IMF staff expects Namibia to gradually recover from recession

Home National IMF staff expects Namibia to gradually recover from recession

WINDHOEK – A team from the International Monetary Fund (IMF) that visited Namibia at the beginning of November are of the opinion that a gradual recovery is imminent from the recessionary phase experienced in economy. The IMF team, led by Geremia Palomba, have noted that Namibia’s key challenges are to continue implementing fiscal consolidation plans to contain public debt dynamics and preserve macroeconomic stability while pursing reforms to raise long-term growth and job creation. The IMF team was in the country to discuss recent developments, the economic outlook and related policies, in the context of its regular Article IV discussions. 

At the conclusion of the visit, Palomba said: “After years of robust growth, the economy has entered a recession phase. GDP declined in 2017, as the temporary stimulus from large constructions in the mining sector dissipated, and the government continued consolidating to stabilise public debt dynamics.” 

“IMF staff anticipates that the economy will recover gradually. Real GDP is projected to contract in 2018, albeit at a lower rate, and turn positive in 2019, supported by strong mining production and a rebound in construction activities. Growth is expected to strengthen over time, and converge to a long-term rate of about three percent, below the average of recent years, held back by low productivity growth and stagnant competitiveness. Downside risks to this outlook include lower than expected revenue from the Southern Africa Customs Union (SACU), slower growth recovery, and fiscal slippages that could undermine policy credibility and debt sustainability.” 

 “The recent commitment to deliver this year fiscal deficit target and further deficit reductions over the next years is a welcome step. The adjustment is warranted due to rising public debt and to preserve macroeconomic stability. In preparation of next year budget, the strategic policy decisions and specific measures to deliver the planned adjustment should be clearly identified. Policies should address the sources of recent deterioration, particularly public wage costs and transfers to public entities. Moreover, they should combine expenditure and revenue measures to contain the short-term impact on growth, while safeguarding critical social and capital spending,” said Palomba.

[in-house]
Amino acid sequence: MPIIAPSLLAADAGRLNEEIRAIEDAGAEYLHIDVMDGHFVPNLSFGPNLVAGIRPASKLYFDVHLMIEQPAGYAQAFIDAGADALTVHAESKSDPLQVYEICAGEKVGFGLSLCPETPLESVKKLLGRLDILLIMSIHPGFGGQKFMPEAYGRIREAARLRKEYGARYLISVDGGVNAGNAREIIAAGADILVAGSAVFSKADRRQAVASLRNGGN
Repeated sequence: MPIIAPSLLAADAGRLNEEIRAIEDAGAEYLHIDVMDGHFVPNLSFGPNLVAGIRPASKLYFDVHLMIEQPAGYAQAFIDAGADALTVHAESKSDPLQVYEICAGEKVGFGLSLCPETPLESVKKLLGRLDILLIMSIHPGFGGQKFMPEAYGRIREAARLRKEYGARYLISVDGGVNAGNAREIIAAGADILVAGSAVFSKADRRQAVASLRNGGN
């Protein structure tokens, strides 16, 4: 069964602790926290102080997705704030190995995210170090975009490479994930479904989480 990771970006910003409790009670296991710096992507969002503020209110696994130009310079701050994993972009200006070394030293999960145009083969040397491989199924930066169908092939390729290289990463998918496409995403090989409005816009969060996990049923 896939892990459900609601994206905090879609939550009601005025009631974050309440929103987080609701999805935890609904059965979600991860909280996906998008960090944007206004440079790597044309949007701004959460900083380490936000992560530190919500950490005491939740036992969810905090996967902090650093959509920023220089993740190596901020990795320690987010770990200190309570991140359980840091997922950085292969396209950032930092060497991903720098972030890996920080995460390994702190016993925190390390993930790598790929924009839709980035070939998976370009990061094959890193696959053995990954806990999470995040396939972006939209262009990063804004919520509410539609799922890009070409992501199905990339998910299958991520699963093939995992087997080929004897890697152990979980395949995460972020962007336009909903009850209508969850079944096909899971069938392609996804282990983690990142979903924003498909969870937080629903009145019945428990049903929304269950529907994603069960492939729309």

He added that there is significant room to undertake supply-side reforms to strengthen productivity and potential growth, and support job creation, in parallel with fiscal adjustment policies. 

“As the government adjusts, special emphasis should be placed on strengthening the market operations of key public enterprises to improve the efficiency of the economy, and on establishing a well-structured wage policy for the public sector to better align wage dynamics with productivity growth. Over time it is important to remove obstacles to exports, reduce market barriers, and streamline business regulations that contribute to high business costs, while addressing the shortage of skilled workers,” said Palomba. 

“The financial sector remains sound, although economic slowdown has started affecting it. The authorities are taking steps to curb possible risks and advance key reforms, such as strengthening bank’s asset classification, and upgrading the non-bank regulatory and supervisory frameworks. These actions should help address macro-financial and structural vulnerabilities, including banking and non-banking sector weaknesses,” Palomba concluded.